OK, so the title is intentionally provocative – but it poses an important question about what we culturally perceive to be ‘revolting’.
In western, contemporary society the thin ‘ideal’ is firmly entrenched into our psyches. It exists in just about every media channel that permeates our every-day lives. Ubiquitous in fashion magazines, TV programmes and social media sites, the often adulterated imagery is pervasive, overwhelming and virtually impossible to ignore. So what of the vast majority of society that fit outside this ‘ideal’?
Recent mass media coverage of the obesity ‘epidemic’ has rapidly gained kudos in public consciousness, cast in the language of a moral panic which fosters an aberration and disgust for all things considered ‘fat’. We are residing in an environment controlled by the aesthetic which is constantly negotiated through the ‘gaze’ of others, and of ourselves.
We, as a society, have learned throughout the last few decades that our bodies are flawed should they be remotely anything other than ‘ideal’, from both ends of the weight scale. We are measured against blunt, draconian instruments such as the BMI chart (which often depict an inaccurate casual relationship between weight and height but do not allow for variables, such as ethnicity) and sit amid a constant site of struggle with our corporeality.
It can be said we are at war with our bodies, when perhaps we should be revolting!
As the New Year starts and the vast majority of society steps onto the ‘diet’ treadmill for the umpteenth time, we should ask ourselves why? Everyone knows that diets are dumb. They don’t work. Yet every year we consider what we put in our mouths and how we ‘work’ these foods out of our diets. The diet industry is worth billions and continues to grow, alongside the figures for obesity. So, why are we so concerned with a system that consistently fails? Why are we so obsessed with ‘fat’?
While I don’t deny the escalating obesity figures published by the World Health Organisation are accurate, nor the health concerns associated with them, my concern is how the construction and labelling of people outside the recommended scale denigrates a large percentage of society, designating fit and healthy individuals as ‘abnormal’ and therefore subject to change. There is a false parity of esteem that equates the ‘thin’ with the fit, alongside the’ fat’ and the unfit.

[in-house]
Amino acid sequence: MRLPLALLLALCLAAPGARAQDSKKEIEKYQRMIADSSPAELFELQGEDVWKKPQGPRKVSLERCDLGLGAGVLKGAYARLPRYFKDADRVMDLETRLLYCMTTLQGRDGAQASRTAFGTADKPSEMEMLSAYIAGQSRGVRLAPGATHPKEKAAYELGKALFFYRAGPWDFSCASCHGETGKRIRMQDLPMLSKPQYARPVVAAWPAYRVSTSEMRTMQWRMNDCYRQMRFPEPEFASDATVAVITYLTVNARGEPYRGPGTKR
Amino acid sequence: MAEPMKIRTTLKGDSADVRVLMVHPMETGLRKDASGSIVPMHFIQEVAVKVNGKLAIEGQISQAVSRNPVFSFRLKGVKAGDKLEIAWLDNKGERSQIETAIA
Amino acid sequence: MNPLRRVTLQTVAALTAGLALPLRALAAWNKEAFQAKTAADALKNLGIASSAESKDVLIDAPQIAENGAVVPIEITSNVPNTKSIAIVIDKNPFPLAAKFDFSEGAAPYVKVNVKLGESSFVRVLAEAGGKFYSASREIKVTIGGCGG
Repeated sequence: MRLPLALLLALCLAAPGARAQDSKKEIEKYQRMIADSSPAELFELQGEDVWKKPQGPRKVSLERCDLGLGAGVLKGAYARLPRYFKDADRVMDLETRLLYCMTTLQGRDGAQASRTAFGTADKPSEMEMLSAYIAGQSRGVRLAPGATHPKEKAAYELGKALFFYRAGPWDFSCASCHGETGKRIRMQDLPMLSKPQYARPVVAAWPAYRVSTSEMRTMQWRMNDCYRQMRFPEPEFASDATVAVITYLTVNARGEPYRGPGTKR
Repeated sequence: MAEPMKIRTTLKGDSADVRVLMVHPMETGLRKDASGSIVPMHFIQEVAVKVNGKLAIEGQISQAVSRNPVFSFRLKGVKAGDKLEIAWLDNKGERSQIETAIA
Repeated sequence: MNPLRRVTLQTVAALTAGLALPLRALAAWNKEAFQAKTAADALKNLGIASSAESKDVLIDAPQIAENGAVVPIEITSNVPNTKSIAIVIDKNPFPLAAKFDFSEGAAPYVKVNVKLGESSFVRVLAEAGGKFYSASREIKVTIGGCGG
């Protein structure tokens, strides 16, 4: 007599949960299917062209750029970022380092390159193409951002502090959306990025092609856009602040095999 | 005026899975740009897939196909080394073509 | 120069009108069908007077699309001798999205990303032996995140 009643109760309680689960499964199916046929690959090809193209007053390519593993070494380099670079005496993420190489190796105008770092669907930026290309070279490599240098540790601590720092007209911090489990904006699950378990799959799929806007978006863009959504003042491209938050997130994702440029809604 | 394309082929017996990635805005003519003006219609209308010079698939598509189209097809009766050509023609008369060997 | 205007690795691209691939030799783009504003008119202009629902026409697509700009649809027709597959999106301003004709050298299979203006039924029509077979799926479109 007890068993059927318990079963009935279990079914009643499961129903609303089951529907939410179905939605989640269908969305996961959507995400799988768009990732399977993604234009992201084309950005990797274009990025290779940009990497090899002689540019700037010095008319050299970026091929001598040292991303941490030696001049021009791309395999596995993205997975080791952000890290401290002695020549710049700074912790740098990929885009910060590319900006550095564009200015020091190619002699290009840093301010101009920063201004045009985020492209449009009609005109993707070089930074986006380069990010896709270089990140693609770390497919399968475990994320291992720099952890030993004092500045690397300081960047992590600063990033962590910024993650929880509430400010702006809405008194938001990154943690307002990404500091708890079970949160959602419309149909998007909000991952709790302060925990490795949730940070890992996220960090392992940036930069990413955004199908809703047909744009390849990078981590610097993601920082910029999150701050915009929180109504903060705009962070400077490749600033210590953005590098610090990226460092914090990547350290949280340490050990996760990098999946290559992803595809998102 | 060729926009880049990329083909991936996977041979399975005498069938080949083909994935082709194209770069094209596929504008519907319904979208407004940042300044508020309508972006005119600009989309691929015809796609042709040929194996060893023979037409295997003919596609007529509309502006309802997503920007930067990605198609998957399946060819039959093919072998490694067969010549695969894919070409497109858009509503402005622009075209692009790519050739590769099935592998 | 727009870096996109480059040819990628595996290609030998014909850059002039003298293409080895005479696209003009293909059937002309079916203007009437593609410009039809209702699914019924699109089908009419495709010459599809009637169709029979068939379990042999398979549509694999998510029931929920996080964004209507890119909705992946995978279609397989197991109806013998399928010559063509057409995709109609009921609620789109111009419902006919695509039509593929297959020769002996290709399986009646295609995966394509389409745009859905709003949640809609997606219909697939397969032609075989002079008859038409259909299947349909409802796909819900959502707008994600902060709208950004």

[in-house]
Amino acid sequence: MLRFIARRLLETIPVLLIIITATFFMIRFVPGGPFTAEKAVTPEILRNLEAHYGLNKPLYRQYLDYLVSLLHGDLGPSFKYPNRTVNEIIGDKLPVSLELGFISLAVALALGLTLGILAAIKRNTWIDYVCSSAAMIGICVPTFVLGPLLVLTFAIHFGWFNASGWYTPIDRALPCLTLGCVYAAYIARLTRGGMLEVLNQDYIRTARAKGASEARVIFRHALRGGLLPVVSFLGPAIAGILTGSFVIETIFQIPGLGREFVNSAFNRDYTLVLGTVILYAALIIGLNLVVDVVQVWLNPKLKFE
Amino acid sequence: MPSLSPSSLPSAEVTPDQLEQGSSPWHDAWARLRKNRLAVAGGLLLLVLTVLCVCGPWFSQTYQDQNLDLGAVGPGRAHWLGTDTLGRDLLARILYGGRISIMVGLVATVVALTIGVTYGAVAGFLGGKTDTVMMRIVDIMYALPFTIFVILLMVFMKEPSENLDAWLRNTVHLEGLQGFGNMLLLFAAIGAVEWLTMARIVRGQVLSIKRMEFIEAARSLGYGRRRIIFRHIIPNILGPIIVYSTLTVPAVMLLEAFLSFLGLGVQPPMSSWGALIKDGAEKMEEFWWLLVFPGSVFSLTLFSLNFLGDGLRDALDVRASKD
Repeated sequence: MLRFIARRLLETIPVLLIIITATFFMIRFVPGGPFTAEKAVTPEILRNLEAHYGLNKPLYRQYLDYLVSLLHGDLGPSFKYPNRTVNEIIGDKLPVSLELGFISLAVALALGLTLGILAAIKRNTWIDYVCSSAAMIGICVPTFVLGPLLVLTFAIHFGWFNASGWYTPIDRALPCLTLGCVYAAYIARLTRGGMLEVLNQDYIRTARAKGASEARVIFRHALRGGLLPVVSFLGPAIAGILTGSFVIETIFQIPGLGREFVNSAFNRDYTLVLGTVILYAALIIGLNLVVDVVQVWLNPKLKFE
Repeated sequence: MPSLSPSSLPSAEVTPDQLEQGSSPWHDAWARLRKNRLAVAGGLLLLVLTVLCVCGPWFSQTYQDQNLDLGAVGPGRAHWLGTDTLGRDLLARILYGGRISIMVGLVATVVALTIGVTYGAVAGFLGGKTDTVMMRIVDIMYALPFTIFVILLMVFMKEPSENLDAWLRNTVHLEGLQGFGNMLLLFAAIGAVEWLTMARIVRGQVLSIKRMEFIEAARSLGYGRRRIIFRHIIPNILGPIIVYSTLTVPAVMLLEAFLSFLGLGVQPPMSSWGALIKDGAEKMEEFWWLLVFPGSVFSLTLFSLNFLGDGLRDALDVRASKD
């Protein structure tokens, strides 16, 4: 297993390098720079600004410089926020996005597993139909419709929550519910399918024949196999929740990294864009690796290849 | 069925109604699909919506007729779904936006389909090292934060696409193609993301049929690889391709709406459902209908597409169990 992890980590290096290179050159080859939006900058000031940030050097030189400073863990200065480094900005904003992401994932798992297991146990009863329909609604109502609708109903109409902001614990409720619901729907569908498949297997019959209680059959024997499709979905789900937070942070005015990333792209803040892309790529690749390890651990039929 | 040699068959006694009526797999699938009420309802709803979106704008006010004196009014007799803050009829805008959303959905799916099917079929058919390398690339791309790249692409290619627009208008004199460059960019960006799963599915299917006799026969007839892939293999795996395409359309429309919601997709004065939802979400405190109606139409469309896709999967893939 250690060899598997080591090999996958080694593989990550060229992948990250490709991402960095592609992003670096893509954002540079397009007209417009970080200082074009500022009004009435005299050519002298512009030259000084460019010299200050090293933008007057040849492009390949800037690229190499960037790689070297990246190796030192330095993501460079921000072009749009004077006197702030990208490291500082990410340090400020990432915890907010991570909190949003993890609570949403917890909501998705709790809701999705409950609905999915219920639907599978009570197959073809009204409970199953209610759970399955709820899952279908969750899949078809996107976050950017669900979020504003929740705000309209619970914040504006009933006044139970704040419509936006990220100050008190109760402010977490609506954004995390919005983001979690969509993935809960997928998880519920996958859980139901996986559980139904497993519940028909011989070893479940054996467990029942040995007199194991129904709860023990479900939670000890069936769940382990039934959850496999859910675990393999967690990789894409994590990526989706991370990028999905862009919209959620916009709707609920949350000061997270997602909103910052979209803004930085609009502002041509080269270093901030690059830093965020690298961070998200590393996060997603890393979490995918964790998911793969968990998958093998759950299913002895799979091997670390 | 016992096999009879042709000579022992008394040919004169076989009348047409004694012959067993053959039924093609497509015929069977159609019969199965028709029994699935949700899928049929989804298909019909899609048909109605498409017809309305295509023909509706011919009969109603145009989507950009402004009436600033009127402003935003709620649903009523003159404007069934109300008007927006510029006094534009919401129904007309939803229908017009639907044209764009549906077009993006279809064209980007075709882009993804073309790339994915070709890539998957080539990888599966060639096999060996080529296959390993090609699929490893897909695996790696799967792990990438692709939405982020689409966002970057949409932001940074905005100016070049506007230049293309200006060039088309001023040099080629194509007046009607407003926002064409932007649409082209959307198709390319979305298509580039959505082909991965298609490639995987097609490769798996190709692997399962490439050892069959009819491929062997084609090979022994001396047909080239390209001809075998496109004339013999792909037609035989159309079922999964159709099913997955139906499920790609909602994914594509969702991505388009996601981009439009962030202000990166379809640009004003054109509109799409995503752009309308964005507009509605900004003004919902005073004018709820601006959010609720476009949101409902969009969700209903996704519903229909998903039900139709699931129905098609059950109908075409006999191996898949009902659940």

These stigmatizing conditions within which we live fail to ignite an impetus for change (as expected) but rather incite feelings of guilt, shame and self-hatred for perfectly healthy human beings. We now live in a highly pedagogized society which requires us to constantly monitor and evaluate our bodily aesthetics, while we perpetually question how we look, rather than what we can achieve with our amazing bodies.
While I am not a fat activist, nor a thin ‘idealist’, I am a staunch advocate of the ‘Health at Every Size’ (HAES) movement which lends a more considered focus to fitness over size. The ‘size sighs’ which are often quoted within this rhetoric promulgate the unfair and often inaccurate reflections of the ‘unideal’ individual which proliferate in our largely mediatized culture. What is required, then, is a paradigmatic shift from shape and weight to fitness; a focus which replaces the glare of the superficial, supercilious eye with a positive and healthy approach to wellness – and this is where we introduce roller derby.
It would be fallacy (and highly ambitious) to proclaim roller derby as a panacea for all body related issues in the sports domain – but it’s a start. It presents a non-judgemental platform in a sea of hostility which purports people on the margins of an absurdly restrictive scale of weight as lazy and undisciplined.
Instead, roller derby fosters an environment where the focus shifts from fashion to function and from ‘pretty’ to performance. In roller derby, the body is celebrated for what it can achieve, not what it looks like. Every body type has a place in derby and each has its advantages, and disadvantages. In this domain, it is up to the individual, not society, to decide what they do with their bodies and for what purpose.
What I can proclaim is that when you are in it, you want to achieve more. The impetus to improve your fitness is contingent on your desire to perform better, to achieve more for yourself and your team – not by means of a misguided obligation in the name of ‘good’ citizenship, or to feel accepted within the realms of the beauty ‘ideal’. Roller derby is more than a sport. It is an accepting and supportive community that organically promotes fitness as a consequence of desire, not guilt – what was ever achieved through that?
In a world where subsequent generations are becoming more and more aware of their bodies and how they might not ‘fit’, where levels of eating disorders are alarmingly high and intensifying, we need to promote activities such as roller derby that actively facilitate this shift: for we are all subject to these damaging influences embedded within our society.
So, while I frustratingly continue to battle with my body, as so many others do, I will endeavour to counteract the overpowering impressions of our culture, on the track , and I will be revolting!
I will Roller Derby Til I Diet! Will you?
For more information on the HAES movement: http://www.healthateverysize.org.uk/
Le Besco, K ( 2004) Revolting Bodies – The Struggle to Redfine Fat Identity.